Eaten by the Sea, Part 1: Osei Bonsu Staff (329 words)
This African staff by the Asante artist Osei Bonsu is in the collection of the Museum of Fine Arts, Houston (part of the Alfred Glassell “African Gold” bounty, given to the museum in 1997).
According to the MFAH wall text, the remarkable staff, with its finial depicting a man in the mouth of a whale, once belonged to “the Akan state of Ahanta” on the Southern coast of present-day Ghana (whether that means it belonged to an individual chief, or generally to a local government, is unclear).
The text says the finial “tells the story of how the first chief of Ahanta came from the mouth of a whale to claim the costal lands between two rivers.” (More on that story here.) The staff is dated c. 1950.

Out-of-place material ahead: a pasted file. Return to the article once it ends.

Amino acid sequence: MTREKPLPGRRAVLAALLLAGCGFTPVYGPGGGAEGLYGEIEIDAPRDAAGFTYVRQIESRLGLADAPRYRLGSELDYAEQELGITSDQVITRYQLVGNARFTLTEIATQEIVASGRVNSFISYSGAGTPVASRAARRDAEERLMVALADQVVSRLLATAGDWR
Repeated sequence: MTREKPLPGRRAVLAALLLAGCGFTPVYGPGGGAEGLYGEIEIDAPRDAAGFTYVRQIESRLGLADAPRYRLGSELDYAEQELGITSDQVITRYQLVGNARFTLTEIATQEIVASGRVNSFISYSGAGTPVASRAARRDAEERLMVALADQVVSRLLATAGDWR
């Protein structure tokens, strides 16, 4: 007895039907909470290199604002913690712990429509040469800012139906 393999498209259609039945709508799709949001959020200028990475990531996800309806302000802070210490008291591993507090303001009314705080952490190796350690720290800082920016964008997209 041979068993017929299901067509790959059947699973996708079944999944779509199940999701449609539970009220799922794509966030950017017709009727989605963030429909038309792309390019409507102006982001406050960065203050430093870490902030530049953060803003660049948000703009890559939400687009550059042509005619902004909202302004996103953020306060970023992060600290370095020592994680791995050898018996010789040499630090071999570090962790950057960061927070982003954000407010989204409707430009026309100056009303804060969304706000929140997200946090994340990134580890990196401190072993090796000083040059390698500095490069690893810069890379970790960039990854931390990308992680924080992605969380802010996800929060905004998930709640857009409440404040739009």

It’s a fantastic object, and I wondered if the origin story behind it had any relationship with the Biblical story of Jonah and the Whale. This sent me down a rabbit hole about mythology involving whales eating and regurgitating people, which is a deep rabbit hole indeed—it’s a myth that goes back to human prehistory, originally having to do with a sea monster, or just chaos/darkness generally, “swallowing” the sun every night, which would escape the following morning. Like a lot of our species’ most enduring mythologies, the whale-eating story is about birth, specifically rebirth—a period of time spent in an underworld, followed by a re-emergence into the light. The whale story shows up throughout the world, in Semitic, Greek, Maori, Hawaiian, Hindu, Egyptian and Finnish mythologies, and doubtless others.
And like a lot of our species’ most enduring mythologies, there’s a lot of art that’s been made on the subject. More soon.
The MFAH owns eight staffs or staff finials by Bonsu, each with a different design. The one with the whale with a man in its mouth is on view as part of "The Marzio Years: Transforming the Museum of Fine Arts, Houston, 1982–2010," through January 10, 2021.
© Rainey Knudson 2020.